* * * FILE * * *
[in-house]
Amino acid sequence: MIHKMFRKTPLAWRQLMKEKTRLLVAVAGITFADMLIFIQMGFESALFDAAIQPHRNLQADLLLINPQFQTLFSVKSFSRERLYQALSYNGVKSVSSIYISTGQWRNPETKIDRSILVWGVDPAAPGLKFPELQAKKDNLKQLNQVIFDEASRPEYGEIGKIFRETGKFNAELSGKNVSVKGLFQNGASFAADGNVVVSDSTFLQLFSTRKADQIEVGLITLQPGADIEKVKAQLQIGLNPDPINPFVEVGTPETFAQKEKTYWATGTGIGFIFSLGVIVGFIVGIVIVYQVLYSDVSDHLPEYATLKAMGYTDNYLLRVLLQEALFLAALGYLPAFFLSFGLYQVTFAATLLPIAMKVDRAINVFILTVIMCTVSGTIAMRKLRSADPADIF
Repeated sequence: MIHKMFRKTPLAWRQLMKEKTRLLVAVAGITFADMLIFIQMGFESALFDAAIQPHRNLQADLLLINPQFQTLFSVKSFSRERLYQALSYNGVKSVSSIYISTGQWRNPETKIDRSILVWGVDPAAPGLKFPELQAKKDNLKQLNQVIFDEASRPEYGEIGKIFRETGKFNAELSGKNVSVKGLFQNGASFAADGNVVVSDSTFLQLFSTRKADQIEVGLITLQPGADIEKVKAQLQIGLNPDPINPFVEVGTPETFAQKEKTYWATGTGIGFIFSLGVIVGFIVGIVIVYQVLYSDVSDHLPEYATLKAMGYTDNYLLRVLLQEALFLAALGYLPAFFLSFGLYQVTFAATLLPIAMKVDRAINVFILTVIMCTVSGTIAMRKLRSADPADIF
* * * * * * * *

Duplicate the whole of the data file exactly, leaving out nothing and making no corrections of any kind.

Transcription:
[in-house]
Amino acid sequence: MIHKMFRKTPLAWRQLMKEKTRLLVAVAGITFADMLIFIQMGFESALFDAAIQPHRNLQADLLLINPQFQTLFSVKSFSRERLYQALSYNGVKSVSSIYISTGQWRNPETKIDRSILVWGVDPAAPGLKFPELQAKKDNLKQLNQVIFDEASRPEYGEIGKIFRETGKFNAELSGKNVSVKGLFQNGASFAADGNVVVSDSTFLQLFSTRKADQIEVGLITLQPGADIEKVKAQLQIGLNPDPINPFVEVGTPETFAQKEKTYWATGTGIGFIFSLGVIVGFIVGIVIVYQVLYSDVSDHLPEYATLKAMGYTDNYLLRVLLQEALFLAALGYLPAFFLSFGLYQVTFAATLLPIAMKVDRAINVFILTVIMCTVSGTIAMRKLRSADPADIF
Repeated sequence: MIHKMFRKTPLAWRQLMKEKTRLLVAVAGITFADMLIFIQMGFESALFDAAIQPHRNLQADLLLINPQFQTLFSVKSFSRERLYQALSYNGVKSVSSIYISTGQWRNPETKIDRSILVWGVDPAAPGLKFPELQAKKDNLKQLNQVIFDEASRPEYGEIGKIFRETGKFNAELSGKNVSVKGLFQNGASFAADGNVVVSDSTFLQLFSTRKADQIEVGLITLQPGADIEKVKAQLQIGLNPDPINPFVEVGTPETFAQKEKTYWATGTGIGFIFSLGVIVGFIVGIVIVYQVLYSDVSDHLPEYATLKAMGYTDNYLLRVLLQEALFLAALGYLPAFFLSFGLYQVTFAATLLPIAMKVDRAINVFILTVIMCTVSGTIAMRKLRSADPADIF